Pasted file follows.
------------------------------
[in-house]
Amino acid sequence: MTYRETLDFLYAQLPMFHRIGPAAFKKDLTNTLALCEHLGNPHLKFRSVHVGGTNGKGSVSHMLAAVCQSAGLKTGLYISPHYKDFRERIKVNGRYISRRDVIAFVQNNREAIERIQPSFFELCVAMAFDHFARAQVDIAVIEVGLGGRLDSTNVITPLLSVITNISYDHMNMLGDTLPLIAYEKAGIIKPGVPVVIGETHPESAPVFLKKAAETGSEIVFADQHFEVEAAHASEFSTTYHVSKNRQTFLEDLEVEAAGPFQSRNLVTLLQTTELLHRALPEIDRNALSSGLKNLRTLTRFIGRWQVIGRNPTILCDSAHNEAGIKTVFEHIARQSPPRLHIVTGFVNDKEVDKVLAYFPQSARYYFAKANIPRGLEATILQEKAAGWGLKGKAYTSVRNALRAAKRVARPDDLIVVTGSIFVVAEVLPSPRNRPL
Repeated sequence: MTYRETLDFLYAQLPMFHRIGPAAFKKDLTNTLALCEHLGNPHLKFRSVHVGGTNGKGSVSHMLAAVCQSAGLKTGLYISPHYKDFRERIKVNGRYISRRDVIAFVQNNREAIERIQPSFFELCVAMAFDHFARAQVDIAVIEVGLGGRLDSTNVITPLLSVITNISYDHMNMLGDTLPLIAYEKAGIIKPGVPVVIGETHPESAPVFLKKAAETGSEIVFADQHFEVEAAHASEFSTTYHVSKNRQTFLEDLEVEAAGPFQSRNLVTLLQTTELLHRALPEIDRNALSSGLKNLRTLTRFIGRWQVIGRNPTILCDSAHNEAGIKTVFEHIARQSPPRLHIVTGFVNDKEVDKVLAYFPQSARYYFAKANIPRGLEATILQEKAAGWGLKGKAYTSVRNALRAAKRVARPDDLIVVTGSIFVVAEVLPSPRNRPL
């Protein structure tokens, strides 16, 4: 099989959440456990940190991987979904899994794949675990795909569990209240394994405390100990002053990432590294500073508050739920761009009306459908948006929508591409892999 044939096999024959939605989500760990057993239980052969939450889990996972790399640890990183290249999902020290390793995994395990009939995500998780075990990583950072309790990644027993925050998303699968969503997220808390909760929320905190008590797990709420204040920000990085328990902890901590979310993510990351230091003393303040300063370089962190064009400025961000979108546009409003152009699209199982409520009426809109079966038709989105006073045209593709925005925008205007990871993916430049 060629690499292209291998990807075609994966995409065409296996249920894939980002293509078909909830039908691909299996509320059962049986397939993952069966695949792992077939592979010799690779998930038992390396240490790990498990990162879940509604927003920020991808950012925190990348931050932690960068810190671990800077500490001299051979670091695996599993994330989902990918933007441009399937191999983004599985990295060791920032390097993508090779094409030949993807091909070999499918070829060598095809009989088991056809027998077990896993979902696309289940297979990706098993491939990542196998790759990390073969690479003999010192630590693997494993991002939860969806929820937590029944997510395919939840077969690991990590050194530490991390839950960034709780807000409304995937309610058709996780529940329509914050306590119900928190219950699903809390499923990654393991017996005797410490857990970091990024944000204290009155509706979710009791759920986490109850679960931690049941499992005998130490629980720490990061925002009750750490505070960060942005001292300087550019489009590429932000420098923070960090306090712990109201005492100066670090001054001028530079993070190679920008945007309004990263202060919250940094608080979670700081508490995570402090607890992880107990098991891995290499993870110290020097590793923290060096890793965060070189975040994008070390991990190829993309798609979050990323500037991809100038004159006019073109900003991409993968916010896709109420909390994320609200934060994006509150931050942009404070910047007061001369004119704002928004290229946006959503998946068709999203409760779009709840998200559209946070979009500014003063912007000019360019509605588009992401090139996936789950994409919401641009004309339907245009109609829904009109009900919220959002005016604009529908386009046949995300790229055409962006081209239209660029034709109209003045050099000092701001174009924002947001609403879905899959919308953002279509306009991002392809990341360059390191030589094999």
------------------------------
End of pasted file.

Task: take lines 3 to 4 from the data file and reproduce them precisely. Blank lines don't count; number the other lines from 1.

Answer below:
Repeated sequence: MTYRETLDFLYAQLPMFHRIGPAAFKKDLTNTLALCEHLGNPHLKFRSVHVGGTNGKGSVSHMLAAVCQSAGLKTGLYISPHYKDFRERIKVNGRYISRRDVIAFVQNNREAIERIQPSFFELCVAMAFDHFARAQVDIAVIEVGLGGRLDSTNVITPLLSVITNISYDHMNMLGDTLPLIAYEKAGIIKPGVPVVIGETHPESAPVFLKKAAETGSEIVFADQHFEVEAAHASEFSTTYHVSKNRQTFLEDLEVEAAGPFQSRNLVTLLQTTELLHRALPEIDRNALSSGLKNLRTLTRFIGRWQVIGRNPTILCDSAHNEAGIKTVFEHIARQSPPRLHIVTGFVNDKEVDKVLAYFPQSARYYFAKANIPRGLEATILQEKAAGWGLKGKAYTSVRNALRAAKRVARPDDLIVVTGSIFVVAEVLPSPRNRPL
């Protein structure tokens, strides 16, 4: 099989959440456990940190991987979904899994794949675990795909569990209240394994405390100990002053990432590294500073508050739920761009009306459908948006929508591409892999 044939096999024959939605989500760990057993239980052969939450889990996972790399640890990183290249999902020290390793995994395990009939995500998780075990990583950072309790990644027993925050998303699968969503997220808390909760929320905190008590797990709420204040920000990085328990902890901590979310993510990351230091003393303040300063370089962190064009400025961000979108546009409003152009699209199982409520009426809109079966038709989105006073045209593709925005925008205007990871993916430049 060629690499292209291998990807075609994966995409065409296996249920894939980002293509078909909830039908691909299996509320059962049986397939993952069966695949792992077939592979010799690779998930038992390396240490790990498990990162879940509604927003920020991808950012925190990348931050932690960068810190671990800077500490001299051979670091695996599993994330989902990918933007441009399937191999983004599985990295060791920032390097993508090779094409030949993807091909070999499918070829060598095809009989088991056809027998077990896993979902696309289940297979990706098993491939990542196998790759990390073969690479003999010192630590693997494993991002939860969806929820937590029944997510395919939840077969690991990590050194530490991390839950960034709780807000409304995937309610058709996780529940329509914050306590119900928190219950699903809390499923990654393991017996005797410490857990970091990024944000204290009155509706979710009791759920986490109850679960931690049941499992005998130490629980720490990061925002009750750490505070960060942005001292300087550019489009590429932000420098923070960090306090712990109201005492100066670090001054001028530079993070190679920008945007309004990263202060919250940094608080979670700081508490995570402090607890992880107990098991891995290499993870110290020097590793923290060096890793965060070189975040994008070390991990190829993309798609979050990323500037991809100038004159006019073109900003991409993968916010896709109420909390994320609200934060994006509150931050942009404070910047007061001369004119704002928004290229946006959503998946068709999203409760779009709840998200559209946070979009500014003063912007000019360019509605588009992401090139996936789950994409919401641009004309339907245009109609829904009109009900919220959002005016604009529908386009046949995300790229055409962006081209239209660029034709109209003045050099000092701001174009924002947001609403879905899959919308953002279509306009991002392809990341360059390191030589094999």